A collaborative project between Nissan and Mackie’s of Scotland aims to reduce the amount of emissions generated by ice cream vendors
Nissan has built an all-electric concept ice cream van, based on the e-NV200, for “Clean Air Day” 2019. The project partners with the eco-conscious ice cream manufacturer, Mackie’s of Scotland, and offers a potential way of reducing the amount of carbon emissions produced by conventional diesel ice cream vans.
Nissan identified that most ice cream vans, especially older models, are powered by diesel engines. To keep the on-board refrigeration equipment powered when parked, the engines must be kept idling, which produces “harmful tailpipe emissions.”
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Nissan’s concept ice cream van uses a combination of second-life battery storage and solar energy generation to combat the issue. Its refrigeration units are powered by the recently unveiled Nissan Energy ROAM system; a portable power pack made from reclaimed lithium-ion batteries from first-generation Nissan electric vehicles.
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The e-NV200 concept ice cream van features two ROAM units, with a combined storage capacity of 1.4kWh. The power packs can be fully recharged in an hour using a 230V household electrical outlet, or between two and four hours when recovering energy from the solar panel array mounted to the van’s roof (depending on weather conditions).
Unlike conventional ice cream vans, the vendor serves customers from a hatch outside the vehicle, which Nissan hopes will improve the customer experience. The traditional ice cream van jingle has also been axed in favour of modern technology, with the concept instead featuring a system which generates a tweet detailing the van’s precise location.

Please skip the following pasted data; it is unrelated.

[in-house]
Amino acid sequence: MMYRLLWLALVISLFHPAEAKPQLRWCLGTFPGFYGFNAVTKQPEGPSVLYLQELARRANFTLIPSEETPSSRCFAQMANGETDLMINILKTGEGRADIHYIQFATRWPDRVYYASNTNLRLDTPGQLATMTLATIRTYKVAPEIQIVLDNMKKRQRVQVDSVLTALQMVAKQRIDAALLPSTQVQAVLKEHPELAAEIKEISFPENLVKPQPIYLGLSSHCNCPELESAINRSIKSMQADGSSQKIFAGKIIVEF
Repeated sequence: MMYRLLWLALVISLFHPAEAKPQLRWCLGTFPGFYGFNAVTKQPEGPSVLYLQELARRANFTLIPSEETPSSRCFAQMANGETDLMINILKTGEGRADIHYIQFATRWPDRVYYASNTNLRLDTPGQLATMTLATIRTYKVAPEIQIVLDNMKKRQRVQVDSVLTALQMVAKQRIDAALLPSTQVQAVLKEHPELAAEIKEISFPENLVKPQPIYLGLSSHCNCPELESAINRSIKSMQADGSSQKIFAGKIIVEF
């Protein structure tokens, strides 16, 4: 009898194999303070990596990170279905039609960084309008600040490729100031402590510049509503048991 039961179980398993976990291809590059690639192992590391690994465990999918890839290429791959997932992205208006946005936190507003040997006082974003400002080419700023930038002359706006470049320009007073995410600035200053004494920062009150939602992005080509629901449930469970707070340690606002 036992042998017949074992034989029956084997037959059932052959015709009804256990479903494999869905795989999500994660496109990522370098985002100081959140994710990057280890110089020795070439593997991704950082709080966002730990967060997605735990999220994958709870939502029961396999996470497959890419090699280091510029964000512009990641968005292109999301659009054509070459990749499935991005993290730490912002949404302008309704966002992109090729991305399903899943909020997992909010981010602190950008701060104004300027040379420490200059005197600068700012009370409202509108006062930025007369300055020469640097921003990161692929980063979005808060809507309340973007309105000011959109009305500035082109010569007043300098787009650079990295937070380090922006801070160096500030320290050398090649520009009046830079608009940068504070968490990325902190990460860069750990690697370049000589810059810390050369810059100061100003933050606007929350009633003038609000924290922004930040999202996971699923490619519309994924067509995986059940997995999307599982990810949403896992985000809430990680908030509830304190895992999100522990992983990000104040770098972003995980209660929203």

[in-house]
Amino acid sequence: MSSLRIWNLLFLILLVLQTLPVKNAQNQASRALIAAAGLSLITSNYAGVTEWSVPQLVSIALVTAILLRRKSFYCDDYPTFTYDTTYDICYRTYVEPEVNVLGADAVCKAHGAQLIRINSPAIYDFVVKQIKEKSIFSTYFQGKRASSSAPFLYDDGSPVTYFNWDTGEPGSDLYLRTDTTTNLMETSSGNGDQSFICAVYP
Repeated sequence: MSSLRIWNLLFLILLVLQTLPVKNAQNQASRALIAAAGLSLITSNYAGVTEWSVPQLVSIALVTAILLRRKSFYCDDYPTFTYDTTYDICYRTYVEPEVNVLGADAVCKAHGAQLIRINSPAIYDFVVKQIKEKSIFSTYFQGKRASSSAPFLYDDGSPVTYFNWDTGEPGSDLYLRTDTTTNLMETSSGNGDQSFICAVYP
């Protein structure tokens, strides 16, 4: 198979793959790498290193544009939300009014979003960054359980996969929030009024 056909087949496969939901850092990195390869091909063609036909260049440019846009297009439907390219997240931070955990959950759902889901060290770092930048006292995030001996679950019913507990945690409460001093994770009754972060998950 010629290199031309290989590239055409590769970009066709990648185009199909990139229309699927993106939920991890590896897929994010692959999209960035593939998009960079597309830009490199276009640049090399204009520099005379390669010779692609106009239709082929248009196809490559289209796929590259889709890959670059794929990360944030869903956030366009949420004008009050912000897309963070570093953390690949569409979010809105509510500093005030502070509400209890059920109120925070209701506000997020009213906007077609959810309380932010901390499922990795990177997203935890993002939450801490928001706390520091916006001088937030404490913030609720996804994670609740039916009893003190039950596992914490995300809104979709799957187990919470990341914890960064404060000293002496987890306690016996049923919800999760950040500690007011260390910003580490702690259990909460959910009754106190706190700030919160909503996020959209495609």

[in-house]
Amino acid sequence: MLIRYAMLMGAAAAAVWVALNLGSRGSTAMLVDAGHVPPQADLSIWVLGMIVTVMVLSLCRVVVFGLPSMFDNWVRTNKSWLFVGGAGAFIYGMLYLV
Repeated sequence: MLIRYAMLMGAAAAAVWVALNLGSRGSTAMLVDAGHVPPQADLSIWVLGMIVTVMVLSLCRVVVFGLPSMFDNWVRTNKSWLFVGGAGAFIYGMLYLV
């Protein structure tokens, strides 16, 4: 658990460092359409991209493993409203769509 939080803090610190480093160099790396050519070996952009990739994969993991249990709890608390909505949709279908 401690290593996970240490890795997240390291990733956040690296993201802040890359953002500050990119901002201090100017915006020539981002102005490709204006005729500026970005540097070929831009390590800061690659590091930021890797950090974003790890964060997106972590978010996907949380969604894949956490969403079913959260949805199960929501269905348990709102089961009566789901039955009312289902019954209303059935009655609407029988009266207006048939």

Nissan also claims that the van could be used to generate income for its owner during the off-season. It’s fitted with a vehicle-to-grid charging system, allowing the e-NV200’s battery pack to store surplus energy from the national grid, and then provide it back to the grid when needed, helping to balance out the peaks and troughs in national energy demands.
Like the standard e-NV200, Nissan’s concept ice cream van is powered by a 40kWh lithium-ion battery pack and a 107bhp electric motor. Nissan claims the concept will cover 124 miles between charges on the WLTP combined cycle or, under city conditions alone, up to 187 miles. Charge times stand at 7.5 hours when using a 7kW wall box.
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Kalyana Sivagnanam, Managing Director of Nissan UK, said: “ice cream is enjoyed the world over, but consumers are increasingly mindful of the environmental impact of how we produce such treats, and the ‘last mile’ of how they reach us.
“This project is a perfect demonstration of Nissan’s Intelligent Mobility strategy, applying more than a decade of EV experience and progress in battery technology to create cleaner solutions for power on the go. By eliminating harmful tailpipe emissions, and increasing our use of renewable energy, we can help make this a better world for everyone.”
Mackie’s has equally eco-conscious aspirations, and is aiming to be Britain’s greenest company. Thus far, the Scottish brand has removed its dependence on fossil fuels, with the firm’s dairy farms being powered by an entirely self-sufficient supply of sustainable energy, sourced from solar panels, wind turbines and biomass plants.
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